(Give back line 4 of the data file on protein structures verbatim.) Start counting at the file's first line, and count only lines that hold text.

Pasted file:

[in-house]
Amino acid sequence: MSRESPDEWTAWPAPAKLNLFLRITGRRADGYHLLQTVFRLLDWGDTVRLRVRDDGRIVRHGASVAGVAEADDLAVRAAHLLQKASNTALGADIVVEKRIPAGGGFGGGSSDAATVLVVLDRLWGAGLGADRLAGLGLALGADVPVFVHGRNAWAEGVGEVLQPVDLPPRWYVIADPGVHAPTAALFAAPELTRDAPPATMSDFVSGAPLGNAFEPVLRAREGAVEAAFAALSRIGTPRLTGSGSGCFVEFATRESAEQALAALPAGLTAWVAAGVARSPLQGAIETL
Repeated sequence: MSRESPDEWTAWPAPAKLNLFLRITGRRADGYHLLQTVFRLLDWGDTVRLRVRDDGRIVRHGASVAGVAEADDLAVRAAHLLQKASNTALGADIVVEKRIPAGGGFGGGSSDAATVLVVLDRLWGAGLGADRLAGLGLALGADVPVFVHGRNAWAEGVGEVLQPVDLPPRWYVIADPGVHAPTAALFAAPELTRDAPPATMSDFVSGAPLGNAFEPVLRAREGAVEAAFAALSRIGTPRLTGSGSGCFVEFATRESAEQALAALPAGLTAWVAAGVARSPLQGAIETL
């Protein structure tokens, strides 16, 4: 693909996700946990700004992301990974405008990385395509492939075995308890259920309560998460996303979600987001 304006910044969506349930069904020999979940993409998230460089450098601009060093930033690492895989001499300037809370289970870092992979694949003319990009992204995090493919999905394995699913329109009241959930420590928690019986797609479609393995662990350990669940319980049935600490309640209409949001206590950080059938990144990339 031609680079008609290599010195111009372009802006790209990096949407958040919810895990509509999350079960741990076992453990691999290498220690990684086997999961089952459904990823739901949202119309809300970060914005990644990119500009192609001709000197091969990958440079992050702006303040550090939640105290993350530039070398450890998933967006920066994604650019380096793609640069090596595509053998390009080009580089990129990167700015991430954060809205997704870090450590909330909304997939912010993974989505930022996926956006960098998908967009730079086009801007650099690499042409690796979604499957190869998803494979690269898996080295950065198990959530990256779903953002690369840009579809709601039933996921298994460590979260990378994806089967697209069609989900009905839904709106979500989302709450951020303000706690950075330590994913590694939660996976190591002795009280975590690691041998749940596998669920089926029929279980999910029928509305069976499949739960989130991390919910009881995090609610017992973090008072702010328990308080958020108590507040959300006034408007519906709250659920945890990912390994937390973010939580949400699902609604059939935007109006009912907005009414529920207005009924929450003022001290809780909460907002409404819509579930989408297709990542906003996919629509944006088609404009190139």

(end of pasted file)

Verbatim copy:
């Protein structure tokens, strides 16, 4: 693909996700946990700004992301990974405008990385395509492939075995308890259920309560998460996303979600987001 304006910044969506349930069904020999979940993409998230460089450098601009060093930033690492895989001499300037809370289970870092992979694949003319990009992204995090493919999905394995699913329109009241959930420590928690019986797609479609393995662990350990669940319980049935600490309640209409949001206590950080059938990144990339 031609680079008609290599010195111009372009802006790209990096949407958040919810895990509509999350079960741990076992453990691999290498220690990684086997999961089952459904990823739901949202119309809300970060914005990644990119500009192609001709000197091969990958440079992050702006303040550090939640105290993350530039070398450890998933967006920066994604650019380096793609640069090596595509053998390009080009580089990129990167700015991430954060809205997704870090450590909330909304997939912010993974989505930022996926956006960098998908967009730079086009801007650099690499042409690796979604499957190869998803494979690269898996080295950065198990959530990256779903953002690369840009579809709601039933996921298994460590979260990378994806089967697209069609989900009905839904709106979500989302709450951020303000706690950075330590994913590694939660996976190591002795009280975590690691041998749940596998669920089926029929279980999910029928509305069976499949739960989130991390919910009881995090609610017992973090008072702010328990308080958020108590507040959300006034408007519906709250659920945890990912390994937390973010939580949400699902609604059939935007109006009912907005009414529920207005009924929450003022001290809780909460907002409404819509579930989408297709990542906003996919629509944006088609404009190139």